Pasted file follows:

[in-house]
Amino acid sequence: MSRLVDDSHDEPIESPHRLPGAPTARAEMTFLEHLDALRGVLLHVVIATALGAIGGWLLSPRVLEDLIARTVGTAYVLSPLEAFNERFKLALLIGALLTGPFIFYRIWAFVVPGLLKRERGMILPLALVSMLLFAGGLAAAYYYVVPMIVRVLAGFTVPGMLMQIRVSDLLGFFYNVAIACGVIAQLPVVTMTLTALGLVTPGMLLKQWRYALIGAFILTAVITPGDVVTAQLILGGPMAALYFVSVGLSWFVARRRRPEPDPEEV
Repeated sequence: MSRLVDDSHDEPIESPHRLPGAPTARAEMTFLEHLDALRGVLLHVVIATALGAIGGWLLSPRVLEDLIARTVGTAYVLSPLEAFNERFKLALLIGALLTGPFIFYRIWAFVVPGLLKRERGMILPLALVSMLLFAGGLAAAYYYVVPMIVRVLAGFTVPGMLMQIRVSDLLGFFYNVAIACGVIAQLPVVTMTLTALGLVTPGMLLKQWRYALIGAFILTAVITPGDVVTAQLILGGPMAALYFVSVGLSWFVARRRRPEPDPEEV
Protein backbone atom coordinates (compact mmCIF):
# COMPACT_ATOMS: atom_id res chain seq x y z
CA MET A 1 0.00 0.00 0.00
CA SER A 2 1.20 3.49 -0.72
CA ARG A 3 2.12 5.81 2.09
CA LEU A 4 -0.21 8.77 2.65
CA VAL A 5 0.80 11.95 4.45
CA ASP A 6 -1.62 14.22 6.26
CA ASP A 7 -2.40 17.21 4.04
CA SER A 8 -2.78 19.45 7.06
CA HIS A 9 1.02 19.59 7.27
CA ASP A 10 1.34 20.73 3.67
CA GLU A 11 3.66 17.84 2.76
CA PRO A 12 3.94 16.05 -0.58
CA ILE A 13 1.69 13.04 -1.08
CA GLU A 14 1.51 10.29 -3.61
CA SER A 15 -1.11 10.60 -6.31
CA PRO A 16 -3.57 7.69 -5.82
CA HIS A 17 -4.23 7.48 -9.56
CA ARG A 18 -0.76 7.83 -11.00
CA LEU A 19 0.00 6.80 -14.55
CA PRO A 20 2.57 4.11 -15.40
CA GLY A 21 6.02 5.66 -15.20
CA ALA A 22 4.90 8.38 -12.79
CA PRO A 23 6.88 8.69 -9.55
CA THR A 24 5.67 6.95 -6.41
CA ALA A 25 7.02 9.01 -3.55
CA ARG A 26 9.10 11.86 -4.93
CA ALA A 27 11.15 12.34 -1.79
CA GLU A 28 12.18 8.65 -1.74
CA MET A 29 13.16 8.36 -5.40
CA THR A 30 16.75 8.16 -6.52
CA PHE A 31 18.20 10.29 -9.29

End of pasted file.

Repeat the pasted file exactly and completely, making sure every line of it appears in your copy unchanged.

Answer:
[in-house]
Amino acid sequence: MSRLVDDSHDEPIESPHRLPGAPTARAEMTFLEHLDALRGVLLHVVIATALGAIGGWLLSPRVLEDLIARTVGTAYVLSPLEAFNERFKLALLIGALLTGPFIFYRIWAFVVPGLLKRERGMILPLALVSMLLFAGGLAAAYYYVVPMIVRVLAGFTVPGMLMQIRVSDLLGFFYNVAIACGVIAQLPVVTMTLTALGLVTPGMLLKQWRYALIGAFILTAVITPGDVVTAQLILGGPMAALYFVSVGLSWFVARRRRPEPDPEEV
Repeated sequence: MSRLVDDSHDEPIESPHRLPGAPTARAEMTFLEHLDALRGVLLHVVIATALGAIGGWLLSPRVLEDLIARTVGTAYVLSPLEAFNERFKLALLIGALLTGPFIFYRIWAFVVPGLLKRERGMILPLALVSMLLFAGGLAAAYYYVVPMIVRVLAGFTVPGMLMQIRVSDLLGFFYNVAIACGVIAQLPVVTMTLTALGLVTPGMLLKQWRYALIGAFILTAVITPGDVVTAQLILGGPMAALYFVSVGLSWFVARRRRPEPDPEEV
Protein backbone atom coordinates (compact mmCIF):
# COMPACT_ATOMS: atom_id res chain seq x y z
CA MET A 1 0.00 0.00 0.00
CA SER A 2 1.20 3.49 -0.72
CA ARG A 3 2.12 5.81 2.09
CA LEU A 4 -0.21 8.77 2.65
CA VAL A 5 0.80 11.95 4.45
CA ASP A 6 -1.62 14.22 6.26
CA ASP A 7 -2.40 17.21 4.04
CA SER A 8 -2.78 19.45 7.06
CA HIS A 9 1.02 19.59 7.27
CA ASP A 10 1.34 20.73 3.67
CA GLU A 11 3.66 17.84 2.76
CA PRO A 12 3.94 16.05 -0.58
CA ILE A 13 1.69 13.04 -1.08
CA GLU A 14 1.51 10.29 -3.61
CA SER A 15 -1.11 10.60 -6.31
CA PRO A 16 -3.57 7.69 -5.82
CA HIS A 17 -4.23 7.48 -9.56
CA ARG A 18 -0.76 7.83 -11.00
CA LEU A 19 0.00 6.80 -14.55
CA PRO A 20 2.57 4.11 -15.40
CA GLY A 21 6.02 5.66 -15.20
CA ALA A 22 4.90 8.38 -12.79
CA PRO A 23 6.88 8.69 -9.55
CA THR A 24 5.67 6.95 -6.41
CA ALA A 25 7.02 9.01 -3.55
CA ARG A 26 9.10 11.86 -4.93
CA ALA A 27 11.15 12.34 -1.79
CA GLU A 28 12.18 8.65 -1.74
CA MET A 29 13.16 8.36 -5.40
CA THR A 30 16.75 8.16 -6.52
CA PHE A 31 18.20 10.29 -9.29